The Panthers have two possible candidates that could man the position if needed, but neither one offers the peace and safety of improved play. Da’Norris Searcy and Rashaan Gaulden are players at two different points of their careers. Gaulden, a player fresh off a rookie campaign that didn’t see much action and so-so results. After converting from cornerback to safety in college at the University of Tennessee, Gaulden has taken a back road to the veterans before him and could use the information to better himself for a second year. Searcy, is a player with eight years of NFL experience.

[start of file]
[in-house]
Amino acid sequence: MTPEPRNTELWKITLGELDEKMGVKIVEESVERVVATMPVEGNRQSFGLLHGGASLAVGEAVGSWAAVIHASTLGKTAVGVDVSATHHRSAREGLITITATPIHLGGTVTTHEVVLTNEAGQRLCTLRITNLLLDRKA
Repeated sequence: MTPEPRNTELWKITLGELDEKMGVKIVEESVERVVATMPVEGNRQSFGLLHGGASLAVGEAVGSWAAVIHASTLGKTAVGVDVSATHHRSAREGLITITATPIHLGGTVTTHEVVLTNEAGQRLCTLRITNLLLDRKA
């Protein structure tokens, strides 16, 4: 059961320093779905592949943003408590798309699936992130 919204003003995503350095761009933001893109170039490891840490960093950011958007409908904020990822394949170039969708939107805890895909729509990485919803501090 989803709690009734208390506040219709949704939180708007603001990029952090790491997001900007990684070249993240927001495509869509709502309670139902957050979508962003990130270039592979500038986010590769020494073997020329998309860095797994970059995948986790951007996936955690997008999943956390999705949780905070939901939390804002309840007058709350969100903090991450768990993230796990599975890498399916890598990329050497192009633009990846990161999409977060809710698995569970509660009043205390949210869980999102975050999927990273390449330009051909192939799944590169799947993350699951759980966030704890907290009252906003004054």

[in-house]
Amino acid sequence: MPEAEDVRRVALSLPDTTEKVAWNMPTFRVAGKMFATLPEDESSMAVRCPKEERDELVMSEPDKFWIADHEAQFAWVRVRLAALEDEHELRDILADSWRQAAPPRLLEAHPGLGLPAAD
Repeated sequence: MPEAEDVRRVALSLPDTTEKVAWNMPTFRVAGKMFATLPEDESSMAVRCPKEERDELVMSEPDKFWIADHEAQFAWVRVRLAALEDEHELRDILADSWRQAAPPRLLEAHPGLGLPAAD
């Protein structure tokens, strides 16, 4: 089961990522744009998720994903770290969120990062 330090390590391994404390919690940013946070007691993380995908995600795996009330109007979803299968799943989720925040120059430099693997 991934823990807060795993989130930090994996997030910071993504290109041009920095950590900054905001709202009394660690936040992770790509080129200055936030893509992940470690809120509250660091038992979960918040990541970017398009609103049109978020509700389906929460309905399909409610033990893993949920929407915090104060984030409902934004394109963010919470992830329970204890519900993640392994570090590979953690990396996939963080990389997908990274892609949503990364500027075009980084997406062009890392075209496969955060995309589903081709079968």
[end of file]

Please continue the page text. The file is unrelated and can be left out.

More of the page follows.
A University of North Carolina product, Searcy is another hard hitting player who could be a contributor on a number of NFL teams. Unfortunately the problem with Searcy are concussions. Not only did Searcy suffer two concussions, but the 5’11 strong safety suffered both concussions in a span of 30 days, bringing the question of long-term health into question. Though a good player, Panthers should be reluctant to play a player with multiple concussive issues. As was the case with Michael Oher (who has yet to play another game in the NFL after suffering a severe concussion that robbed him of the entire season), Searcy only played in two games for the Panthers while notching four tackles on the season and could possibly be a player the team looks to cut due to medical reasoning. With that being said, the team could look to add another player capable of providing the security blanket that the team has lacked since Kurt Coleman’s first two years in Carolina.